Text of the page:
India's premier spinner Ravichandran Ashwin feels putting saliva on the ball is a habit and it will take some practice to get rid of it when cricket resumes in the post COVID-19 world.
The ICC Cricket Committee recommended a ban on use of saliva in its meeting earlier this week.
"I don't know (when is) the next time I go out there. It is natural for me to put saliva. It's going to take some practise (to not apply saliva). But I think, if we all have to co-exist, which is the DNA of human race, we will have to try and adapt to this," Ashwin said during an Instagram chat with Delhi Capitals.
Talking about his carrom ball, Ashwin said it roughy took him four years to develop it.
"It's more about trying these variations and the disappointments you get with it. Imagine try to play carrom with your middle finger and you're trying to push a cricket ball of that weight that cannot be compressed and you are trying to push it with velocity and trying it to spin. (ALSO READ: There could be alternative to saliva ban: Pat Cummins)
"It's no mean achievement. Your finger, body need to understand it so on and so forth," said the man who has taken 365 wickets in 71 Tests.
"For me, when I was trying this carrom ball, I was expecting it to get it right everyday. But everyday despite bowling hundreds of deliveries, I will return home with disappointment of not being able to achieve what I had set out to achieve.
"That was a very very annoying state because you go through the practice and all with a dream in your head. But it does not pan out as quickly as you expected."
And then he tried reverse carrom.
"I tried the reverse carrom, which I bowl at will now. I have been trying the googly. All these things tested my patience. But I feel when it tests your patience is when you need to be extra hard working, extra rudimentary and extra confident of your skills." (ALSO READ: Saliva ban hard on bowlers, says Gautam Gambhir)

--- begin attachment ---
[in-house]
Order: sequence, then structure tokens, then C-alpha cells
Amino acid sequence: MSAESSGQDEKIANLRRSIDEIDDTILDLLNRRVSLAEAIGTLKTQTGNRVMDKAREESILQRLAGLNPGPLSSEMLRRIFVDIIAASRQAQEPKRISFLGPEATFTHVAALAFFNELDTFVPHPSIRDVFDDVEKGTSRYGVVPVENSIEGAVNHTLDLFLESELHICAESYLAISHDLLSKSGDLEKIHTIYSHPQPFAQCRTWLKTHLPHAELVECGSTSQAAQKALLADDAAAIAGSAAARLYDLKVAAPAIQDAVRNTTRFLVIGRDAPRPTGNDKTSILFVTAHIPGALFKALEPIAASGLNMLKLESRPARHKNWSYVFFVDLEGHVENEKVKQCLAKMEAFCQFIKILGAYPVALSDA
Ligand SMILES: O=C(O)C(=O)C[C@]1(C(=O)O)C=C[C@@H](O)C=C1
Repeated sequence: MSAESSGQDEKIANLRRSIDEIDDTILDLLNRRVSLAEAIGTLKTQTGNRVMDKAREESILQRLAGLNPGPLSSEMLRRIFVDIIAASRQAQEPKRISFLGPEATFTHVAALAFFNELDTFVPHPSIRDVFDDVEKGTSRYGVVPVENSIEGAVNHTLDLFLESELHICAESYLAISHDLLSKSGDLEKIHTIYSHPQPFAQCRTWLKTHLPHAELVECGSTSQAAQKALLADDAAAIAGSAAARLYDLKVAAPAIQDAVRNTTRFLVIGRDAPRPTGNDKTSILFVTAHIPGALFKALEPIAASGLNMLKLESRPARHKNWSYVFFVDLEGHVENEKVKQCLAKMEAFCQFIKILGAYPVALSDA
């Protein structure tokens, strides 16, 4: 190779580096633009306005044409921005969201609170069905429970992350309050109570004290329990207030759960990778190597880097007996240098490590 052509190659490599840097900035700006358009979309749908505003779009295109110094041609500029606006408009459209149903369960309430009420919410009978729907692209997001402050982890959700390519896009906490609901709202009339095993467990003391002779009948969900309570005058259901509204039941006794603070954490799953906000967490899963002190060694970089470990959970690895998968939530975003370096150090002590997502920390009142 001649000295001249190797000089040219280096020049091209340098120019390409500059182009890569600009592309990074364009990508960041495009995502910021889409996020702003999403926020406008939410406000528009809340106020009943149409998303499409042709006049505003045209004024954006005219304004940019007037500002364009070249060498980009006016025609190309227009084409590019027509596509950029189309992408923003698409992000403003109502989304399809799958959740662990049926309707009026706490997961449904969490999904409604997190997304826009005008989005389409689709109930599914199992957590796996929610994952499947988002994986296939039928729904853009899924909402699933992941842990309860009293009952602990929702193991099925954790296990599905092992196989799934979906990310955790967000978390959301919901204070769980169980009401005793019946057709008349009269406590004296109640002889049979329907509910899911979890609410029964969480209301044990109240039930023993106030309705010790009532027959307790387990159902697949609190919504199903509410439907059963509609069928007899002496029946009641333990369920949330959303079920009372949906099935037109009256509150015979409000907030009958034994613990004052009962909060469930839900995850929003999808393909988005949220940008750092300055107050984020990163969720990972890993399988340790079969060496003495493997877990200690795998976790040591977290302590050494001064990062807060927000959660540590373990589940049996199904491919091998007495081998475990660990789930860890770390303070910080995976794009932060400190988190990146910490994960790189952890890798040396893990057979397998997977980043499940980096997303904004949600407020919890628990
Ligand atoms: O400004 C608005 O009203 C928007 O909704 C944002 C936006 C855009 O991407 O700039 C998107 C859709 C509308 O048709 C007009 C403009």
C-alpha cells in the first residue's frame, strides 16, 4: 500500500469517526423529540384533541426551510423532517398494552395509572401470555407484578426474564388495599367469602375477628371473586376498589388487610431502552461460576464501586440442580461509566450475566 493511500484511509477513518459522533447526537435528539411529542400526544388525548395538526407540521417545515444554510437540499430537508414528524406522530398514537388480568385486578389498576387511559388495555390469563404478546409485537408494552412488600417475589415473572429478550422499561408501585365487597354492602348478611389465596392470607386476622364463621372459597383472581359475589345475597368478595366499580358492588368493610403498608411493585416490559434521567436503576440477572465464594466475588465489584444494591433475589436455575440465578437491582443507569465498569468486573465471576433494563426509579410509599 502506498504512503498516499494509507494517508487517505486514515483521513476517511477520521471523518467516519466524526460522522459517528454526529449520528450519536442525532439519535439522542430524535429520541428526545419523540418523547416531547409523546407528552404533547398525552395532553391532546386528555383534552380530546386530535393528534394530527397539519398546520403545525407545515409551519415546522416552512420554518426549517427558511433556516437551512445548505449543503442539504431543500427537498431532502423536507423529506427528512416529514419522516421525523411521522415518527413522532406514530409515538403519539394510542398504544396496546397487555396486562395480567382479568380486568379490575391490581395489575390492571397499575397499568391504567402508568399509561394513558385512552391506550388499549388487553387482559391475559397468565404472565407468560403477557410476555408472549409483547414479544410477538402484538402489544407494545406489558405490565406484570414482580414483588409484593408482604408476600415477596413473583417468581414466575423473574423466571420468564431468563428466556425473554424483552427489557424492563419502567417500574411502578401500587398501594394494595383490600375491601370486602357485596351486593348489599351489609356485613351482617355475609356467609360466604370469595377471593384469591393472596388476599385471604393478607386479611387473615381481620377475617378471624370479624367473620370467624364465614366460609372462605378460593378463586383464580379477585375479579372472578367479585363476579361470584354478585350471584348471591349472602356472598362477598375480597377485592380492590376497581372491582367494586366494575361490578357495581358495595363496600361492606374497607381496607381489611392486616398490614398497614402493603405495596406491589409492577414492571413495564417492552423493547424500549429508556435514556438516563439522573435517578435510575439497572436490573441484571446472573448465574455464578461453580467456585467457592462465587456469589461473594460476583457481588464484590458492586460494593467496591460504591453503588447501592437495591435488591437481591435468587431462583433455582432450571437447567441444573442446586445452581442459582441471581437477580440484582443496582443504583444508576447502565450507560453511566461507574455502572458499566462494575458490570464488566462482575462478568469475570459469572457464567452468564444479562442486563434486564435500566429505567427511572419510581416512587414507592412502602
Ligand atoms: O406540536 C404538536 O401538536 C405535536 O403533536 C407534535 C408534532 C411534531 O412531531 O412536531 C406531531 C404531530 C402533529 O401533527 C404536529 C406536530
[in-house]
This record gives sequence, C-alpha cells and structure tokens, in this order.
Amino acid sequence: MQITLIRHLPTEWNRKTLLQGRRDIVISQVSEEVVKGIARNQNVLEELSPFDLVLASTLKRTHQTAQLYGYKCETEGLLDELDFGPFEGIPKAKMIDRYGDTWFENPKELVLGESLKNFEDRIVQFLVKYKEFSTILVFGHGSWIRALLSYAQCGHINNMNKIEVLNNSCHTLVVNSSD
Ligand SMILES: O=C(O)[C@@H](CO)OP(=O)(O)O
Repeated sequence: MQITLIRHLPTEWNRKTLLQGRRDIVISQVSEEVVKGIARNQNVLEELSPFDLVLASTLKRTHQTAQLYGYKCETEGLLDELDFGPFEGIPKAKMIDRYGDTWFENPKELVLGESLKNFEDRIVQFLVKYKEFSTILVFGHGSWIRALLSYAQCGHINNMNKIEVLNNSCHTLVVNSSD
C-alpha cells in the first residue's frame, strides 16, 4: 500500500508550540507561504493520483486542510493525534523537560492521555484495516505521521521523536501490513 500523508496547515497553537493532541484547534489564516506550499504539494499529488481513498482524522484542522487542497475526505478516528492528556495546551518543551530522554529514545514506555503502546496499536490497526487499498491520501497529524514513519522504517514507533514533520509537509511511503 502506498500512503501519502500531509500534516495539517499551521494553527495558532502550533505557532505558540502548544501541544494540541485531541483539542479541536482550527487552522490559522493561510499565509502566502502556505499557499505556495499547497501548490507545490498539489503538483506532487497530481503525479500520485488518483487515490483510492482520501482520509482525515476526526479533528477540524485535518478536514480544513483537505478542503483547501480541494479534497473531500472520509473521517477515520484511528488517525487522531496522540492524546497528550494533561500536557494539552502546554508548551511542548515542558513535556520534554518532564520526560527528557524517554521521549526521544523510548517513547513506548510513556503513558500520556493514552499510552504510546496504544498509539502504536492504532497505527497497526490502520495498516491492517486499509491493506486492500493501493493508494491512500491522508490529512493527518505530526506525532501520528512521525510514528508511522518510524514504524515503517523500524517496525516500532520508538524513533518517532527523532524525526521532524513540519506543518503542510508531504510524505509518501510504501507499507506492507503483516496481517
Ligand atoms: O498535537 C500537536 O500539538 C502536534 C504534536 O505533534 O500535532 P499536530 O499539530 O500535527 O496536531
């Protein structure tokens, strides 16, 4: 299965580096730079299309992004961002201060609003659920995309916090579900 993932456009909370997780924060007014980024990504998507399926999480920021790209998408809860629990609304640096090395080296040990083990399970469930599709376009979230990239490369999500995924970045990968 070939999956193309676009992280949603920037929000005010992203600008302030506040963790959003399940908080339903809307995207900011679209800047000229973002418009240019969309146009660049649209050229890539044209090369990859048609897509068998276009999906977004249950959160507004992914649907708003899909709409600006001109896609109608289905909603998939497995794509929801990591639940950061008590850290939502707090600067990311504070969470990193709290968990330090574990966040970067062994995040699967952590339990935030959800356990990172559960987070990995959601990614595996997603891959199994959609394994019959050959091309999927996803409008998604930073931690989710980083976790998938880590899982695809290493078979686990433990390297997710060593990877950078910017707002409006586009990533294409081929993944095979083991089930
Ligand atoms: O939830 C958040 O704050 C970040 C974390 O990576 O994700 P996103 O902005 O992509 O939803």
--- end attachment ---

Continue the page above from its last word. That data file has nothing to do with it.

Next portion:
The social distancing norms in the post COVID-19 world will be a throwback to the 70's and 80s when there were no exaggerated celebrations.
"If you watch those classic games of 1970 or 80s, wicket celebration was people use to stand away from each other and keep clapping, you never really had high five's and wrist pumps. It developed much later in the game."
On a pragmatic note, Ashwin said that COVID-19 is nature's way of showing that human race needs to respect planet earth.
"I probably think, this is the whole way the elephant in the room – COVID19, is probably a lesson for humanity in the whole – of trying to tell us – hey you know what try and take a back step, you know you are stamping my feet all the time, you are spoiling nature, you are not listening to what is required, because humanity thrives – our race is thrived because of what planet is.
"It is unfair how much we have inflicted damage on it, so I think that is an extension what the game should be like. We should also understand that we need to appreciate all these things, maintain a certain sense of decorum and dignity, probably," he said.